Our commitment to identify ourselves with the sufferings of the oppressed and to contribute to their upliftment stems from the call we have received from Jesus Christ to follow Him. This commitment involves a deep union with God, an awareness of God’s plan for the world and a vision of the new heaven and the new earth through contemplation and prayer. Our union with God drives us to be involved in the struggles of the marginalized, because our faith tells us that God has pitched his tent in the midst of the poor.

We get engaged with God’s mission of saving, only by getting engaged in the struggles of the poor and oppressed. Such an understanding of our commitment emerges from the spirituality we have received from our Foundress Thatipathri Gnanamma as well as from the Vision of our Congregation: “To grow in God-experience in solidarity with the oppressed and contribute towards a just society”.

Spirituality of involvement

For a sister of St.Anne, spirituality is a way of life. She lives it in every aspect and activity of her life. It is not compartmentalized into specific times, places or activities but embraces all the dimensions of her life. She lives it in her community as well as in her mission field, in the place of worship as well as in the field of ministry. It is a discipleship to Jesus who prayed, preached and decisively acted. She must live like Him and die like Him for a cause. It is towards such an integrated spirituality that her entire life is oriented.

Our spirituality is oriented towards the realization of the Vision of our Congregation in our life, in our community, in our mission to the world. Ours, therefore, is a spirituality of involvement. We are disciples of a God who became human in Jesus Christ. God becomes one of us - Emmanuel. He fought against forces that were a hindrance to others from leading a full life. He liberated the woman caught in adultery; after curing the lepers, he sent them to be reintegrated in society; he spoke against oppressive political and religious structures.

Jesus promoted a life in abundance. “Whoever leaves behind father and mother…..will receive a hundred fold” (Mk 10:29). He made water into wine at marriage in Cana; he forgave sinners and advised them not to sin anymore; he cured the sick and the lepers and had table fellowship with the entire outcast and despised persons.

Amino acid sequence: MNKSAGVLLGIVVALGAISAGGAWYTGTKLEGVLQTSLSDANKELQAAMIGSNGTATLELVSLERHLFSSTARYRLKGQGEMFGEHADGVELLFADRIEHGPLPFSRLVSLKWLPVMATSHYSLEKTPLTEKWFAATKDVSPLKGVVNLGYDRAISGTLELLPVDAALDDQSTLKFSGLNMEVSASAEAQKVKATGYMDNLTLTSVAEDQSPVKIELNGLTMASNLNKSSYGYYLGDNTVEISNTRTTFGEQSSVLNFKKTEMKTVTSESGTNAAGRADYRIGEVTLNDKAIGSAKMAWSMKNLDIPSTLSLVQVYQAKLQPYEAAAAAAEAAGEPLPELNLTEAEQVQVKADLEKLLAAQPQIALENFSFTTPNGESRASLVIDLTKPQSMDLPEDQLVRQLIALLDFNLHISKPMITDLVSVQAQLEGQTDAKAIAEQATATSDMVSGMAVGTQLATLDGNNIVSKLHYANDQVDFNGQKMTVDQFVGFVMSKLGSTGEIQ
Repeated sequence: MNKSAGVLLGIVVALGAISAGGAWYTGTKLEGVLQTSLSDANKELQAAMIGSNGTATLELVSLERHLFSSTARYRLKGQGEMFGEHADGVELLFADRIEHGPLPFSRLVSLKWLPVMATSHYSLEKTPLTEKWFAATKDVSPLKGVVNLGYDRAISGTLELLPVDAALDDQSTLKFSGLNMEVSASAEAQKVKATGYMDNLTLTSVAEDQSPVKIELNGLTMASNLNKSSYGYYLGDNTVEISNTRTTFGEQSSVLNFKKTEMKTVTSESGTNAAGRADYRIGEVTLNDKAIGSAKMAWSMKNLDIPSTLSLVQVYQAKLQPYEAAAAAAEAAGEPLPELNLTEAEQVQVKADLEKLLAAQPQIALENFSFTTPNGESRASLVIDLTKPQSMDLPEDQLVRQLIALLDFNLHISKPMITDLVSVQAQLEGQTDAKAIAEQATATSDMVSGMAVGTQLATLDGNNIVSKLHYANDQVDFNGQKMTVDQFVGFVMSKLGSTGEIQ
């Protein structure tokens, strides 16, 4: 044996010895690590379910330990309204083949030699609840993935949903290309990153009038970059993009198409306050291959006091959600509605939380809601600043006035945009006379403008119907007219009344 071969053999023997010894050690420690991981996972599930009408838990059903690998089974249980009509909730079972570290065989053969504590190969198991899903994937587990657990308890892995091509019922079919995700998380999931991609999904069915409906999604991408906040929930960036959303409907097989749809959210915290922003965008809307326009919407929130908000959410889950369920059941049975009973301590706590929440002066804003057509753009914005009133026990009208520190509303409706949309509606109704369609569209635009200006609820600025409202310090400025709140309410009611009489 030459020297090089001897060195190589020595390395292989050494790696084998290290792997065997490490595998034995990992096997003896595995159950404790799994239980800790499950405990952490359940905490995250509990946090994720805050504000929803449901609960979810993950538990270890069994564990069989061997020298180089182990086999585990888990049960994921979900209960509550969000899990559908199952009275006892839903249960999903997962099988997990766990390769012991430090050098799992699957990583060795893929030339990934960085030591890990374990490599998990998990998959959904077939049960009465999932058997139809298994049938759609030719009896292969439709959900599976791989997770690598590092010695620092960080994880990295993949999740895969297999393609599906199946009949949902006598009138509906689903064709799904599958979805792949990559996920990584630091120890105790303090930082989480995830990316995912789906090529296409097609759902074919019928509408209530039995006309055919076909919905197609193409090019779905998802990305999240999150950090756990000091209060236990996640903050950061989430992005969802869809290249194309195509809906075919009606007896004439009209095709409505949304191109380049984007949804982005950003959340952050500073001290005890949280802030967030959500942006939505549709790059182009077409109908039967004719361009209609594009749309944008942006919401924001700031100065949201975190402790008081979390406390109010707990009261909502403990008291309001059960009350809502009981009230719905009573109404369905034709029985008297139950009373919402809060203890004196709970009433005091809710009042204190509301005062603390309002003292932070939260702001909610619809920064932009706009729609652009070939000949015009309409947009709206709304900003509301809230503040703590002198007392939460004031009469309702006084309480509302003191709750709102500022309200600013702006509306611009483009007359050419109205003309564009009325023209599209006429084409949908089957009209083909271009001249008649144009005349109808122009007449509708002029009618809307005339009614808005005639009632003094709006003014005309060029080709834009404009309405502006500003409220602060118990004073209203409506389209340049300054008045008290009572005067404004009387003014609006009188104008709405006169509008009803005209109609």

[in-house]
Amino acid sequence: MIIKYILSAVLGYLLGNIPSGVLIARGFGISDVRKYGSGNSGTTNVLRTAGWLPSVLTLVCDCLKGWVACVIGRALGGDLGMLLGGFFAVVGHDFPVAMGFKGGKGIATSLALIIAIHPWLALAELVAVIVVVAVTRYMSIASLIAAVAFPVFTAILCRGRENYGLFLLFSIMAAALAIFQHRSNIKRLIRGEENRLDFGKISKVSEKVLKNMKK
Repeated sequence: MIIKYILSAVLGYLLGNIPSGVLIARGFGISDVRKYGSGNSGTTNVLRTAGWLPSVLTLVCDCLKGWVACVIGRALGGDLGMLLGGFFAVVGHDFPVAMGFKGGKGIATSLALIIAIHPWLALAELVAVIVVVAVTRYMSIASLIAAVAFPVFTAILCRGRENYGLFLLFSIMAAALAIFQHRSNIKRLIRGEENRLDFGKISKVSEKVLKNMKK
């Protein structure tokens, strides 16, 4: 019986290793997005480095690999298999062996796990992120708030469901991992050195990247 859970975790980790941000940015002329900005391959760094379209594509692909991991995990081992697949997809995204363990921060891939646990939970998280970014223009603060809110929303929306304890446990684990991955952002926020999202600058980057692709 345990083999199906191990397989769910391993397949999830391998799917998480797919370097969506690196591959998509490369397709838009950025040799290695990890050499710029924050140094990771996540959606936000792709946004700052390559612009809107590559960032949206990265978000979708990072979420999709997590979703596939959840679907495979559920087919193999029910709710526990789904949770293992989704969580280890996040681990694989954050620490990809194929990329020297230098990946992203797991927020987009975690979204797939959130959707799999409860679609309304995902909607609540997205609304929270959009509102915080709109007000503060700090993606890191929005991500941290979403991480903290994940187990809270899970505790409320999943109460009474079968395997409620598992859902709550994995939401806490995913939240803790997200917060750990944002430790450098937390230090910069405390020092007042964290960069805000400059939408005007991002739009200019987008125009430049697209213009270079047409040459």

Since spirituality for us is a journey towards the fullness of life (ref Jn.10:10), it demands our active involvement in all its dimensions including social, cultural, religious and ecological. On the one hand, we seek to promote and support whatever contributes to a fuller life; on the other hand, we struggle to overcome the hurdles that hinder a full life or destroy it.

Our devotional practices

Our devotional practices prepare us to get involved in the world to build up a new heaven and a new earth with enthusiasm and commitment.

Following the footsteps of Jesus, we spend time exclusively for prayer, meditation and other devotional practices every day and many times a day. The more we involve ourselves in the struggles against whatever is a hindrance for life in abundance, the more we take efforts to be alone with God in prayer and contemplation. Prayer is integral to our life. Our ministries are supported by prayer and our prayer gets us involved more deeply in our ministries. Prayer challenges us to fight against the obstacles for a full life. From this perspective, we give a new meaning to our spiritual exercises and devotional


  • The Eucharistic celebration commemorates the passion, death and resurrection of Jesus and offers us an occasion to bring to the altar the struggles, successes and failures of our ministries to promote life in abundance.
  • The recitation of the prayer of the church recalls to us the need to raise our hearts to God at regular intervals with the church, namely the people of God. Their concerns and yearnings become ours.
  • Monthly recollections and annual retreats are like the desert experience of Jesus. They help us to come to a lonely place with Jesus to learn from his teachings and examples and to renew our commitment and deepen our faith.
  • The celebration of the sacrament of Reconciliation gives us an experience of the compassion and mercy of God, helps us to remove feelings of hatred and empowers us to forgive others including those who perpetrate injustice and oppression.
  • The lives and experiences of the poor provide joyful and sorrowful and glorious events for our meditation as we recite the rosary. In them, we discover the pattern of human predicaments, God's involvement and the humanizing responses, as it happened in the lives of Mary and Jesus the poor of Yahweh.
  • Moments of meditative silence are a part of our daily routine. They nourish, deepen and personalize our prayer and self-examination.
  • We equip us with the truth and deepen our faith by reading the Word of God every day.
  • We do observe silence day to have deeper introspection and speak with the Lord who speaks loud in silence.
  • We set aside the final moments of the day for a self - examination that gives us a sharper insight into our life as religious and our involvement in our ministry. It is a moment of accepting the truth about ourselves and purifying our motivations.
  • We observe fasting as a way to enhance the spiritual awareness.